Named after the group who travelled to Mexico to take part in the tournament shortly after the Football Association lifted a 50-year ban on women’s football, the “Lost Lionesses” reimagines the England jersey to reflect that sport should be “all-inclusive”.
The reversible, oversized shirt is double-crested and aims to tell two different stories. The “England” side features the logo shared by both the men and women’s national football teams and a hand-written note from Martine Rose.
The “Martine Rose” side replaces the traditional logo with the Lost Lionesses crest from 1971, which features three lions inside a Tudor rose. The designer’s initials are written underneath.
Rose, who is of Jamaican-British heritage, has described “family and community” as at the heart of her brand, with “melting-pot cultures” of London often inspiring her work.
“The future of football won’t be decided on the pitch. It’ll be made by the extraordinary people who wear their shirt on the terraces, at home or in the park where football is open to anyone who wants to play,” she told Women’s Wear Daily.
Alongside the jersey’s release, Nike and Rose have also created an immersive film that sees artists, athletes and models wearing the garment while playing an indoor football match.
The athletes include the first woman to referee an English football league match, and a footballer who plays for a team made up of people with learning disabilities.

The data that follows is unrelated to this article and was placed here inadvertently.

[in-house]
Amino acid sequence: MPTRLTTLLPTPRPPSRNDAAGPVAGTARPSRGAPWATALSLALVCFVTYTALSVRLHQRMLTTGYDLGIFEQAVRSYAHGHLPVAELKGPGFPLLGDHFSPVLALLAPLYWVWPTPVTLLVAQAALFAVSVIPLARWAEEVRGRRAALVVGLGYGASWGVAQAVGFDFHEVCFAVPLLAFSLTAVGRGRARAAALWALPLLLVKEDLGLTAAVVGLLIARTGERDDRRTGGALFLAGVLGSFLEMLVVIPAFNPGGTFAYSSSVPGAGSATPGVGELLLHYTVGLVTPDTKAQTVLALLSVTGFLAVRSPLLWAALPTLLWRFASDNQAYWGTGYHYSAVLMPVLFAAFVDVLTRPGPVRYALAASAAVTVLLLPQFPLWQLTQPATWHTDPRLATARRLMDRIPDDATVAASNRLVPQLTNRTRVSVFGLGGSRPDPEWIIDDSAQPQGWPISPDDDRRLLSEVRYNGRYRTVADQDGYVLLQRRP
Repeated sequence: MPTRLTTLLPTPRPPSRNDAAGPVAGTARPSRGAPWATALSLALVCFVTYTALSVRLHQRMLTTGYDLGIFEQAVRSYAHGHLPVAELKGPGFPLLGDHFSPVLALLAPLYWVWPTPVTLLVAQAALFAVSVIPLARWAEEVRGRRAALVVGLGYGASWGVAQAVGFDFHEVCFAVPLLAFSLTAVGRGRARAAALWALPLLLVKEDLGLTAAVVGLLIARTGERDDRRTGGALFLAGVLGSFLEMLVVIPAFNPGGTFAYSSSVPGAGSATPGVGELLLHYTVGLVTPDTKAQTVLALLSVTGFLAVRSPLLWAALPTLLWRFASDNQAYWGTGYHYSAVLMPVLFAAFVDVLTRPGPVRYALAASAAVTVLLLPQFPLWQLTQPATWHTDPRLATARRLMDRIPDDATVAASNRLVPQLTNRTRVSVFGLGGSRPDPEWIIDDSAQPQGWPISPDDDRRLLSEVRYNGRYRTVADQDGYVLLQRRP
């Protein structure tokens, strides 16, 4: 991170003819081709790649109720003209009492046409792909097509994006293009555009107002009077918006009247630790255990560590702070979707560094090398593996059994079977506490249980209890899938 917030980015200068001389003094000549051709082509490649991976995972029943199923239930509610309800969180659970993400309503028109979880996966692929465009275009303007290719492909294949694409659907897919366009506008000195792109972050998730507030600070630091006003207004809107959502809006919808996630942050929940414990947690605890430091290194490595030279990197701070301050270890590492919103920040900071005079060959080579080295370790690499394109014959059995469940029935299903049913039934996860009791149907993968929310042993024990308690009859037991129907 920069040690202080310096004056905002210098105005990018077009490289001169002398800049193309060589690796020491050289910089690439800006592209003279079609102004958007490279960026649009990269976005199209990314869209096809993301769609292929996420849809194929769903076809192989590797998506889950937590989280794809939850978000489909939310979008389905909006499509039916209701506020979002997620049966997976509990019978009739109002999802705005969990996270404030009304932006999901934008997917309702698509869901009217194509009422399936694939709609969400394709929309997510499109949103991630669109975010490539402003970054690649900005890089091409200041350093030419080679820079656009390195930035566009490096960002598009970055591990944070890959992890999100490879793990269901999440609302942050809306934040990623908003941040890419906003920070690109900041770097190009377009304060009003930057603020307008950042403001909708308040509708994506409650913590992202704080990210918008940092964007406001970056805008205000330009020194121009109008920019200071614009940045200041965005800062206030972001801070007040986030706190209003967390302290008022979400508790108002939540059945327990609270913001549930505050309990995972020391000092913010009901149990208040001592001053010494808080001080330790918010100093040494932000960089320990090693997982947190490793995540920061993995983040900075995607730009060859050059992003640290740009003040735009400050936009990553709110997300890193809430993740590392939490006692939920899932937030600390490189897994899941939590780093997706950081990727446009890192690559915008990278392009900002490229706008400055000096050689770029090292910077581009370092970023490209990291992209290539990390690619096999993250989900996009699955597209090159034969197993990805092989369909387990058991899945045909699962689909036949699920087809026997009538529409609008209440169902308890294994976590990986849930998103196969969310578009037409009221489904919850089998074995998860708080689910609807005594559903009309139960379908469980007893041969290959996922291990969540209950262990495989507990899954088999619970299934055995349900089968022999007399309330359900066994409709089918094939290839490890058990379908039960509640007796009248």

Nike said the shirt aims to illustrate football’s “capacity to create the conditions for societal change”.
“It issues a call to the extraordinary people who wear their shirt on the terraces, at home or in the park: football is open to anyone who wants to play, regardless of gender or body shape,” the brand said.
The Lost Lionesses football team, which was made up of 14 women and girls aged between 13 and 21, were tracked down by the BBC in 2019.
At the time of the 1971 Women’s World Cup, the FA’s ban on women’s football had only just been lifted so the team mainly played in local parks and had little fame.
However, they were lauded by the Mexican public, gaining thousands of fans during the tournament.
According to the BBC, the squad were banned from playing upon their return to England by the Women’s Football Association, which was in the process of establishing its own official team at the time.
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